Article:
There they bred for the darkest skin color possible, and over the centuries evolved an oligarchic culture that quickly figured out how to monetize itself and its planet. Our first sight of Asaki is of a very dark, barbarically splendid figure (very big, of course) who speaks perfect English (well, Basic) and is good buds with the equally tall Captain Jellico.

This is really trying to be radical and enlightened. People who think darker is superior, instead of paler. People who get along with other people regardless of skin color. A protagonist who up and says he doesn’t get why people care about color at all.

And yet it’s so much of its time, as we say around here. Naturally the African colonists are primitive and have witch doctors and turn their whole planet into a safari park. They’re very exotic and Other.

And of course it takes a white man to save the day. Tau isn’t labeled non-white, so one would presume that he isn’t; Norton is careful to let us know if someone is darker than the white norm, or if he has Asian or non-white features. As powerful as Lumbrilo is, Tau is more powerful. He out-witch-doctors Lumbrilo at every turn.

That’s the White Savior narrative, to go along with Primitive Savage Africa, generically labeled “Voodoo” (which it’s not; Vodoun is a specific ritual tradition), and the perpetual safari. Because Africa equals big-game hunting and superstitious natives.

Not only that, there’s a pretty big hole in the cast. Rip, the African-American crewman, is nowhere to be seen. You would think someone might at least mention that Khatka’s people are his distant relatives. Norton was never much for depth of characterization, so there’s no chance of a storyline in which Rip deals with the complexities of his own history and that of Khatka, but it seems a bit of a copout to disappear him from this of all installments in the Solar Queen‘s adventures.

By happenstance, I read this in the wake of the film Black Panther, which I have not yet seen, but I most definitely plan to. I have followed the comic for years, and I’ve kept up with the reporting on the film. And all I can think is, Norton did the best she knew how in 1959, but now it’s 2018 and we have Wakanda.

Wakanda in so many ways is the antithesis of (and antidote to) the “Voodoo Planet.” It’s proudly and thoroughly African, and it’s highly technologically advanced. The stereotyping of Khatka is painful in comparison.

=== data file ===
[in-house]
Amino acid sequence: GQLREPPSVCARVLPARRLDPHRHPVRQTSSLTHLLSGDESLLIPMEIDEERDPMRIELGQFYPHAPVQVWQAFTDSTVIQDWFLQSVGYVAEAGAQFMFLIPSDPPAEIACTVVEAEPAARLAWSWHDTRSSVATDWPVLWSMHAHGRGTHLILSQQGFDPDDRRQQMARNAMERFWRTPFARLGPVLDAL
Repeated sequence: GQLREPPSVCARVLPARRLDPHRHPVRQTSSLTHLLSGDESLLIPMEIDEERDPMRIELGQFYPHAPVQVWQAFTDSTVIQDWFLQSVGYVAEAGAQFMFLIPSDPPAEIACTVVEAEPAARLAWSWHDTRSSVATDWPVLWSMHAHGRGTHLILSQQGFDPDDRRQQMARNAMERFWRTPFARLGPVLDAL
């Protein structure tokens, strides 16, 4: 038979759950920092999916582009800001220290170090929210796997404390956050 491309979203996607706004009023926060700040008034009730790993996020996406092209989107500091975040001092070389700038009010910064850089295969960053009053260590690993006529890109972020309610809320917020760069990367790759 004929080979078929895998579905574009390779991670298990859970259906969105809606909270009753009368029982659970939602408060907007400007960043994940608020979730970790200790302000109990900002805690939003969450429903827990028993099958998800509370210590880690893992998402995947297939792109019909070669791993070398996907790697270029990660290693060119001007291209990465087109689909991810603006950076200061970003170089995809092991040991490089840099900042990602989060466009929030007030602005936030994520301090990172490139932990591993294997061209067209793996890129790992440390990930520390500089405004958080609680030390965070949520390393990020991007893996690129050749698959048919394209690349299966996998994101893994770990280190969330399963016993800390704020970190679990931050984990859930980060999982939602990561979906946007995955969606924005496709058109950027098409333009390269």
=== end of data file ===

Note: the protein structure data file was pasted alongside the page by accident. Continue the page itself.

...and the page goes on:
And not just the “savage tribes are still pretty much savage despite better English among the elite” and “evil witch doctor is evil” tropes, either. Let us not forget the Dora Milaje, based in historical examples of women warriors. Here we get nothing but women who are locked up out of sight, and the universe is male, male, male.

I wouldn’t have known when I was a teen that this was a problem. Norton did her best to portray people who were not white, and built us a world in which they had resisted colonization and remained in control of their own territory. That’s pretty amazing for its time. But I’m not a teen anymore. I want—I expect—Wakanda.

So maybe Khatka, in its way, primed me for the real thing. I learned to see the future as something other than white, though this and the rest of the books in the series wouldn’t help me see it as anything but male. But now we have so much more.

I’ll tackle Star Hunter next, since it’s right next to the Solar Queen books on the shelf. We’ll see how that has held up over the decades.

Judith Tarr’s first novel, The Isle of Glass, appeared in 1985. Her short novel, Dragons in the Earth, a contemporary fantasy set in Arizona, was published recently by Book View Cafe. In between, she’s written historicals and historical fantasies and epic fantasies and space operas, some of which have been published as ebooks from Book View Café. She has won the Crawford Award, and been a finalist for the World Fantasy Award and the Locus Award. She lives in Arizona with an assortment of cats, a blue-eyed dog, and a herd of Lipizzan horses.